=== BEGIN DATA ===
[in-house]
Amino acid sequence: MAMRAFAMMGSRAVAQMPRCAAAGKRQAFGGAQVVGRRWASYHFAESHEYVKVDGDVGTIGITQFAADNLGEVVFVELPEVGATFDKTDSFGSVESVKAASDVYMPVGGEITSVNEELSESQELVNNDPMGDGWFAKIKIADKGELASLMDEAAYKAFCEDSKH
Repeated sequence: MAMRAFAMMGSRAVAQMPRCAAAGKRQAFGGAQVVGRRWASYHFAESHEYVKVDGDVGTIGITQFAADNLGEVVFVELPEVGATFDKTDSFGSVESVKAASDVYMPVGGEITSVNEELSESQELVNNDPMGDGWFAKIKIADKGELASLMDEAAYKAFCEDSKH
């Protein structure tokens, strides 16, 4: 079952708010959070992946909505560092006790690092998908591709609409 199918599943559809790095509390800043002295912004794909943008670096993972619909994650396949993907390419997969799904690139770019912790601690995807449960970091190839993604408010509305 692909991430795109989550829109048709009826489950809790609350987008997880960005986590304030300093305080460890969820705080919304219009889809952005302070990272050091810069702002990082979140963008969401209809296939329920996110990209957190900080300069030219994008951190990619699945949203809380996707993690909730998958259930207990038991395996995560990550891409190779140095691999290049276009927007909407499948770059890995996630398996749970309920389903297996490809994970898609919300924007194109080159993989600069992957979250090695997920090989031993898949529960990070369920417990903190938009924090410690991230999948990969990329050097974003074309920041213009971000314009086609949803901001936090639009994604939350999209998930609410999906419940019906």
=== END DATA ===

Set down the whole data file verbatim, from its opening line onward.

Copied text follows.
[in-house]
Amino acid sequence: MAMRAFAMMGSRAVAQMPRCAAAGKRQAFGGAQVVGRRWASYHFAESHEYVKVDGDVGTIGITQFAADNLGEVVFVELPEVGATFDKTDSFGSVESVKAASDVYMPVGGEITSVNEELSESQELVNNDPMGDGWFAKIKIADKGELASLMDEAAYKAFCEDSKH
Repeated sequence: MAMRAFAMMGSRAVAQMPRCAAAGKRQAFGGAQVVGRRWASYHFAESHEYVKVDGDVGTIGITQFAADNLGEVVFVELPEVGATFDKTDSFGSVESVKAASDVYMPVGGEITSVNEELSESQELVNNDPMGDGWFAKIKIADKGELASLMDEAAYKAFCEDSKH
């Protein structure tokens, strides 16, 4: 079952708010959070992946909505560092006790690092998908591709609409 199918599943559809790095509390800043002295912004794909943008670096993972619909994650396949993907390419997969799904690139770019912790601690995807449960970091190839993604408010509305 692909991430795109989550829109048709009826489950809790609350987008997880960005986590304030300093305080460890969820705080919304219009889809952005302070990272050091810069702002990082979140963008969401209809296939329920996110990209957190900080300069030219994008951190990619699945949203809380996707993690909730998958259930207990038991395996995560990550891409190779140095691999290049276009927007909407499948770059890995996630398996749970309920389903297996490809994970898609919300924007194109080159993989600069992957979250090695997920090989031993898949529960990070369920417990903190938009924090410690991230999948990969990329050097974003074309920041213009971000314009086609949803901001936090639009994604939350999209998930609410999906419940019906």